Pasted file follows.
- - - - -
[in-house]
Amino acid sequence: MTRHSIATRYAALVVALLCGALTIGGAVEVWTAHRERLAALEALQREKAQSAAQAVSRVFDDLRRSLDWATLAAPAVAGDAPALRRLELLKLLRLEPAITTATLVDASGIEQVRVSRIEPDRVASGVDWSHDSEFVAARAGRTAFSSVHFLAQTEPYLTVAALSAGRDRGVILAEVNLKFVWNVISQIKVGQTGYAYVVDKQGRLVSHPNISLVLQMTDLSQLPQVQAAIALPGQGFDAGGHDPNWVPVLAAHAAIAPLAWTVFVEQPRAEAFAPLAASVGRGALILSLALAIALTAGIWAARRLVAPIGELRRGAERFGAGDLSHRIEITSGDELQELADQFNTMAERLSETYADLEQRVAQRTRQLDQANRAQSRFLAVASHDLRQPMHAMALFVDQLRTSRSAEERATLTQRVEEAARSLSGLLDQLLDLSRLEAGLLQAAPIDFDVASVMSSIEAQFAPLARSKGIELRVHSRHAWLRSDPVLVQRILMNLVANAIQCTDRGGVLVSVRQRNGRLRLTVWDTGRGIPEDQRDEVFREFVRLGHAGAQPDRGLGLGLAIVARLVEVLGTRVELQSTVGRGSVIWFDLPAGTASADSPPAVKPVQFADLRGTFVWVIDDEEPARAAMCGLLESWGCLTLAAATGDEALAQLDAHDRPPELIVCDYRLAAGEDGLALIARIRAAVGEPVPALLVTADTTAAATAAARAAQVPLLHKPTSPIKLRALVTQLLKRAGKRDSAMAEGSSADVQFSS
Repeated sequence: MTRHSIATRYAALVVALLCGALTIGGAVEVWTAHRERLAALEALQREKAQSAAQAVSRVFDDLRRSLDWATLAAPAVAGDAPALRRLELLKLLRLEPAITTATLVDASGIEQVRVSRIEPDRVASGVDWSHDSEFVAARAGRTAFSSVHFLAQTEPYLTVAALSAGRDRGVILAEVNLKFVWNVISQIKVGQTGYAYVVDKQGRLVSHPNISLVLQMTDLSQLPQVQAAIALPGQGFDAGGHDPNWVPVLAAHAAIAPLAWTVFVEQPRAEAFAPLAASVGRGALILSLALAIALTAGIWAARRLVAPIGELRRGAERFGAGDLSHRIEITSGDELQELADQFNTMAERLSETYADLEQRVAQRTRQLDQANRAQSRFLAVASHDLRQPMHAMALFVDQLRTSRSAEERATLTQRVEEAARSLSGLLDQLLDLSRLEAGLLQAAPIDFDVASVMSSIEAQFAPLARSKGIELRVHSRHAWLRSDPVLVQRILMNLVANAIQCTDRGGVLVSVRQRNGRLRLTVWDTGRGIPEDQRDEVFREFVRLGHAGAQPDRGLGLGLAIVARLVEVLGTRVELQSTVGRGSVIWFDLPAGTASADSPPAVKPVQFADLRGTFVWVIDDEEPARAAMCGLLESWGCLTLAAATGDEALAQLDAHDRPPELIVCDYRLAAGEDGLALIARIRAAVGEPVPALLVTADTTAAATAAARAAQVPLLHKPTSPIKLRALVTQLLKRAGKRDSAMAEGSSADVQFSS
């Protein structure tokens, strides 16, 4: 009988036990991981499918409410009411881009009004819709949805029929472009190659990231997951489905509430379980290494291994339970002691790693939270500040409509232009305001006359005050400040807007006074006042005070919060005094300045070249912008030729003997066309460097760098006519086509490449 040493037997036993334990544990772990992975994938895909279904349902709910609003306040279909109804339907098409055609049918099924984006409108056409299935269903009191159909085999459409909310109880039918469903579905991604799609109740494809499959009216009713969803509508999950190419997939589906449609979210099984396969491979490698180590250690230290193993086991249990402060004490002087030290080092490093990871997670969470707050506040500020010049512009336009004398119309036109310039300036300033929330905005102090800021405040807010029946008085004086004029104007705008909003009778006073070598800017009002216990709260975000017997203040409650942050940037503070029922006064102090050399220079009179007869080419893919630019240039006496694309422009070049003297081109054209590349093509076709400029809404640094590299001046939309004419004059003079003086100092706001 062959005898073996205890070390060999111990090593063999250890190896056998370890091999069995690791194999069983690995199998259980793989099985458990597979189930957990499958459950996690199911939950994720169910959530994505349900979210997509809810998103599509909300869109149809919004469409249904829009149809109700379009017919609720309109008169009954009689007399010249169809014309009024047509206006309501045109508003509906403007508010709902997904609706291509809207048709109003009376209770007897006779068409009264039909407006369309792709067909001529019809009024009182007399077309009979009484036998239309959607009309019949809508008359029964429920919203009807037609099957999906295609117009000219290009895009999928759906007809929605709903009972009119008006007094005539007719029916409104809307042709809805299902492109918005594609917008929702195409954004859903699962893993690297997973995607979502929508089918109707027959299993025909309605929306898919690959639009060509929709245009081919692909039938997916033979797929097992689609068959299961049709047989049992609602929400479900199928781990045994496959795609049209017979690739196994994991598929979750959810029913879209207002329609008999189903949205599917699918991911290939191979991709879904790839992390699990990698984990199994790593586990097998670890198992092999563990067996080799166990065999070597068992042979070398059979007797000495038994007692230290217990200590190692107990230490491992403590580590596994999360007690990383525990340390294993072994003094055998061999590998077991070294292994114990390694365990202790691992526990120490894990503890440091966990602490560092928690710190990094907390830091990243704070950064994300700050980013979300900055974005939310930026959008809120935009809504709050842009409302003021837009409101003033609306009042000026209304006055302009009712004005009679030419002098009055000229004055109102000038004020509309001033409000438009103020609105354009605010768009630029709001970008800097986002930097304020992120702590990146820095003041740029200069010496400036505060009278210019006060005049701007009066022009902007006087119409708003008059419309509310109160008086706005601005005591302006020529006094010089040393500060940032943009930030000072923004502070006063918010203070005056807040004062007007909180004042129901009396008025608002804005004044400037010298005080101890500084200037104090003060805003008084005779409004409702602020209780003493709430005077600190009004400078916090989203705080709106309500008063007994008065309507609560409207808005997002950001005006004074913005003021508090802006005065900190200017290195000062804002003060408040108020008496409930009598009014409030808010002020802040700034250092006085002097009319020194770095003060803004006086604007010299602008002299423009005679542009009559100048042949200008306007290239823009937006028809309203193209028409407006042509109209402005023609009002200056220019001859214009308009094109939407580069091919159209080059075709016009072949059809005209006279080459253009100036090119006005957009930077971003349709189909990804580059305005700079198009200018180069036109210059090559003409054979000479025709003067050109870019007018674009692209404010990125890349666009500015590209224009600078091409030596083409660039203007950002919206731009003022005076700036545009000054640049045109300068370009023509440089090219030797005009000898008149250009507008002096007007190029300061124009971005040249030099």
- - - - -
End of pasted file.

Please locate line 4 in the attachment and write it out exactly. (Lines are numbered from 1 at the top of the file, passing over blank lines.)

């Protein structure tokens, strides 16, 4: 009988036990991981499918409410009411881009009004819709949805029929472009190659990231997951489905509430379980290494291994339970002691790693939270500040409509232009305001006359005050400040807007006074006042005070919060005094300045070249912008030729003997066309460097760098006519086509490449 040493037997036993334990544990772990992975994938895909279904349902709910609003306040279909109804339907098409055609049918099924984006409108056409299935269903009191159909085999459409909310109880039918469903579905991604799609109740494809499959009216009713969803509508999950190419997939589906449609979210099984396969491979490698180590250690230290193993086991249990402060004490002087030290080092490093990871997670969470707050506040500020010049512009336009004398119309036109310039300036300033929330905005102090800021405040807010029946008085004086004029104007705008909003009778006073070598800017009002216990709260975000017997203040409650942050940037503070029922006064102090050399220079009179007869080419893919630019240039006496694309422009070049003297081109054209590349093509076709400029809404640094590299001046939309004419004059003079003086100092706001 062959005898073996205890070390060999111990090593063999250890190896056998370890091999069995690791194999069983690995199998259980793989099985458990597979189930957990499958459950996690199911939950994720169910959530994505349900979210997509809810998103599509909300869109149809919004469409249904829009149809109700379009017919609720309109008169009954009689007399010249169809014309009024047509206006309501045109508003509906403007508010709902997904609706291509809207048709109003009376209770007897006779068409009264039909407006369309792709067909001529019809009024009182007399077309009979009484036998239309959607009309019949809508008359029964429920919203009807037609099957999906295609117009000219290009895009999928759906007809929605709903009972009119008006007094005539007719029916409104809307042709809805299902492109918005594609917008929702195409954004859903699962893993690297997973995607979502929508089918109707027959299993025909309605929306898919690959639009060509929709245009081919692909039938997916033979797929097992689609068959299961049709047989049992609602929400479900199928781990045994496959795609049209017979690739196994994991598929979750959810029913879209207002329609008999189903949205599917699918991911290939191979991709879904790839992390699990990698984990199994790593586990097998670890198992092999563990067996080799166990065999070597068992042979070398059979007797000495038994007692230290217990200590190692107990230490491992403590580590596994999360007690990383525990340390294993072994003094055998061999590998077991070294292994114990390694365990202790691992526990120490894990503890440091966990602490560092928690710190990094907390830091990243704070950064994300700050980013979300900055974005939310930026959008809120935009809504709050842009409302003021837009409101003033609306009042000026209304006055302009009712004005009679030419002098009055000229004055109102000038004020509309001033409000438009103020609105354009605010768009630029709001970008800097986002930097304020992120702590990146820095003041740029200069010496400036505060009278210019006060005049701007009066022009902007006087119409708003008059419309509310109160008086706005601005005591302006020529006094010089040393500060940032943009930030000072923004502070006063918010203070005056807040004062007007909180004042129901009396008025608002804005004044400037010298005080101890500084200037104090003060805003008084005779409004409702602020209780003493709430005077600190009004400078916090989203705080709106309500008063007994008065309507609560409207808005997002950001005006004074913005003021508090802006005065900190200017290195000062804002003060408040108020008496409930009598009014409030808010002020802040700034250092006085002097009319020194770095003060803004006086604007010299602008002299423009005679542009009559100048042949200008306007290239823009937006028809309203193209028409407006042509109209402005023609009002200056220019001859214009308009094109939407580069091919159209080059075709016009072949059809005209006279080459253009100036090119006005957009930077971003349709189909990804580059305005700079198009200018180069036109210059090559003409054979000479025709003067050109870019007018674009692209404010990125890349666009500015590209224009600078091409030596083409660039203007950002919206731009003022005076700036545009000054640049045109300068370009023509440089090219030797005009000898008149250009507008002096007007190029300061124009971005040249030099």